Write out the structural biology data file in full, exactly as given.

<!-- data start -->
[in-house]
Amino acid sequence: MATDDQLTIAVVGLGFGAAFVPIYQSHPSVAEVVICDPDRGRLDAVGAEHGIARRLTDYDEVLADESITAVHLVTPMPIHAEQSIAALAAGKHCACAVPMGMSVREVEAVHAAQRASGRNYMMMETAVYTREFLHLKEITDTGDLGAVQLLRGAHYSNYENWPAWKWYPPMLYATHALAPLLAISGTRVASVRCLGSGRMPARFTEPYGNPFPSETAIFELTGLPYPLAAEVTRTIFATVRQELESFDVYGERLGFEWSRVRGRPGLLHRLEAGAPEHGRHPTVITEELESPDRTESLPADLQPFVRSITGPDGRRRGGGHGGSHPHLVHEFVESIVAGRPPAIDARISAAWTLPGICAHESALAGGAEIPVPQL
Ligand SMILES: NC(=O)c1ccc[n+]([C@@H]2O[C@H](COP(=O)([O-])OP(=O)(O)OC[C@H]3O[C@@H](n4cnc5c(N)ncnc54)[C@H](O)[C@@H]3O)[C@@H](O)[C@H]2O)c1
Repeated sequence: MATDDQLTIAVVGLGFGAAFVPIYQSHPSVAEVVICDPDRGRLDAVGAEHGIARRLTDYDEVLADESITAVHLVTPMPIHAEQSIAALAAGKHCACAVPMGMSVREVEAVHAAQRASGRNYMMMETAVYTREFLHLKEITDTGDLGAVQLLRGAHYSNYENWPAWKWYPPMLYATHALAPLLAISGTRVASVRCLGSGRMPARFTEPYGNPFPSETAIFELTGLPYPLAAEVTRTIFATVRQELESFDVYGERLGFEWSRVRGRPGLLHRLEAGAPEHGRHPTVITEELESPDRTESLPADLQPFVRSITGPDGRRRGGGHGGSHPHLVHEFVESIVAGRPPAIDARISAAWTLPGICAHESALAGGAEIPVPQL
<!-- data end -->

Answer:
[in-house]
Amino acid sequence: MATDDQLTIAVVGLGFGAAFVPIYQSHPSVAEVVICDPDRGRLDAVGAEHGIARRLTDYDEVLADESITAVHLVTPMPIHAEQSIAALAAGKHCACAVPMGMSVREVEAVHAAQRASGRNYMMMETAVYTREFLHLKEITDTGDLGAVQLLRGAHYSNYENWPAWKWYPPMLYATHALAPLLAISGTRVASVRCLGSGRMPARFTEPYGNPFPSETAIFELTGLPYPLAAEVTRTIFATVRQELESFDVYGERLGFEWSRVRGRPGLLHRLEAGAPEHGRHPTVITEELESPDRTESLPADLQPFVRSITGPDGRRRGGGHGGSHPHLVHEFVESIVAGRPPAIDARISAAWTLPGICAHESALAGGAEIPVPQL
Ligand SMILES: NC(=O)c1ccc[n+]([C@@H]2O[C@H](COP(=O)([O-])OP(=O)(O)OC[C@H]3O[C@@H](n4cnc5c(N)ncnc54)[C@H](O)[C@@H]3O)[C@@H](O)[C@H]2O)c1
Repeated sequence: MATDDQLTIAVVGLGFGAAFVPIYQSHPSVAEVVICDPDRGRLDAVGAEHGIARRLTDYDEVLADESITAVHLVTPMPIHAEQSIAALAAGKHCACAVPMGMSVREVEAVHAAQRASGRNYMMMETAVYTREFLHLKEITDTGDLGAVQLLRGAHYSNYENWPAWKWYPPMLYATHALAPLLAISGTRVASVRCLGSGRMPARFTEPYGNPFPSETAIFELTGLPYPLAAEVTRTIFATVRQELESFDVYGERLGFEWSRVRGRPGLLHRLEAGAPEHGRHPTVITEELESPDRTESLPADLQPFVRSITGPDGRRRGGGHGGSHPHLVHEFVESIVAGRPPAIDARISAAWTLPGICAHESALAGGAEIPVPQL